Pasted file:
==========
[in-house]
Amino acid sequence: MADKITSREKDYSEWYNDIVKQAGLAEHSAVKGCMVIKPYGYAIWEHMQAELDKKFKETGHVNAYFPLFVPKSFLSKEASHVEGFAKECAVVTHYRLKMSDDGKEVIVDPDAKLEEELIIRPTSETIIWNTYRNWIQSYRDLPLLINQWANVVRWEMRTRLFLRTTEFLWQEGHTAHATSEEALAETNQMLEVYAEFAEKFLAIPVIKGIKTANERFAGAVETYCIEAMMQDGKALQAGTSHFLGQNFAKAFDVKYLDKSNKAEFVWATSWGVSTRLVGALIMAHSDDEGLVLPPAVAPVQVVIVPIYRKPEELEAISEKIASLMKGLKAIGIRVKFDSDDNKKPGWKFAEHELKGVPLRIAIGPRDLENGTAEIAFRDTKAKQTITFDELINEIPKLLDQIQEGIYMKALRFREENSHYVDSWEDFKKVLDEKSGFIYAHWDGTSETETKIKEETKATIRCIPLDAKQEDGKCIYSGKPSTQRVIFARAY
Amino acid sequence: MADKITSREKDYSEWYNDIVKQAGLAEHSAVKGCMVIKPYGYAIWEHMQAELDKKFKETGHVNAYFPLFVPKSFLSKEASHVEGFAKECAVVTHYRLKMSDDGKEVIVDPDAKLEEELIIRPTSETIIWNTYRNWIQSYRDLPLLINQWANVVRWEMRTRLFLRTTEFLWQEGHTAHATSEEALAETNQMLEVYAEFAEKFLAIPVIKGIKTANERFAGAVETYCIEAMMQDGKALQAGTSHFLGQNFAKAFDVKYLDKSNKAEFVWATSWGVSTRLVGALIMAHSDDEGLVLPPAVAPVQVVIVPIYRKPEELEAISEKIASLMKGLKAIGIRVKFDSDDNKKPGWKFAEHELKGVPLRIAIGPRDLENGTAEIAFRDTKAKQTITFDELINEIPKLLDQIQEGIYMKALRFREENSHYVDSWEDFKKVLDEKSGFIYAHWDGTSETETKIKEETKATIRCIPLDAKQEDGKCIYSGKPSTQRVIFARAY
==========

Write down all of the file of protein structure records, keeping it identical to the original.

[in-house]
Amino acid sequence: MADKITSREKDYSEWYNDIVKQAGLAEHSAVKGCMVIKPYGYAIWEHMQAELDKKFKETGHVNAYFPLFVPKSFLSKEASHVEGFAKECAVVTHYRLKMSDDGKEVIVDPDAKLEEELIIRPTSETIIWNTYRNWIQSYRDLPLLINQWANVVRWEMRTRLFLRTTEFLWQEGHTAHATSEEALAETNQMLEVYAEFAEKFLAIPVIKGIKTANERFAGAVETYCIEAMMQDGKALQAGTSHFLGQNFAKAFDVKYLDKSNKAEFVWATSWGVSTRLVGALIMAHSDDEGLVLPPAVAPVQVVIVPIYRKPEELEAISEKIASLMKGLKAIGIRVKFDSDDNKKPGWKFAEHELKGVPLRIAIGPRDLENGTAEIAFRDTKAKQTITFDELINEIPKLLDQIQEGIYMKALRFREENSHYVDSWEDFKKVLDEKSGFIYAHWDGTSETETKIKEETKATIRCIPLDAKQEDGKCIYSGKPSTQRVIFARAY
Amino acid sequence: MADKITSREKDYSEWYNDIVKQAGLAEHSAVKGCMVIKPYGYAIWEHMQAELDKKFKETGHVNAYFPLFVPKSFLSKEASHVEGFAKECAVVTHYRLKMSDDGKEVIVDPDAKLEEELIIRPTSETIIWNTYRNWIQSYRDLPLLINQWANVVRWEMRTRLFLRTTEFLWQEGHTAHATSEEALAETNQMLEVYAEFAEKFLAIPVIKGIKTANERFAGAVETYCIEAMMQDGKALQAGTSHFLGQNFAKAFDVKYLDKSNKAEFVWATSWGVSTRLVGALIMAHSDDEGLVLPPAVAPVQVVIVPIYRKPEELEAISEKIASLMKGLKAIGIRVKFDSDDNKKPGWKFAEHELKGVPLRIAIGPRDLENGTAEIAFRDTKAKQTITFDELINEIPKLLDQIQEGIYMKALRFREENSHYVDSWEDFKKVLDEKSGFIYAHWDGTSETETKIKEETKATIRCIPLDAKQEDGKCIYSGKPSTQRVIFARAY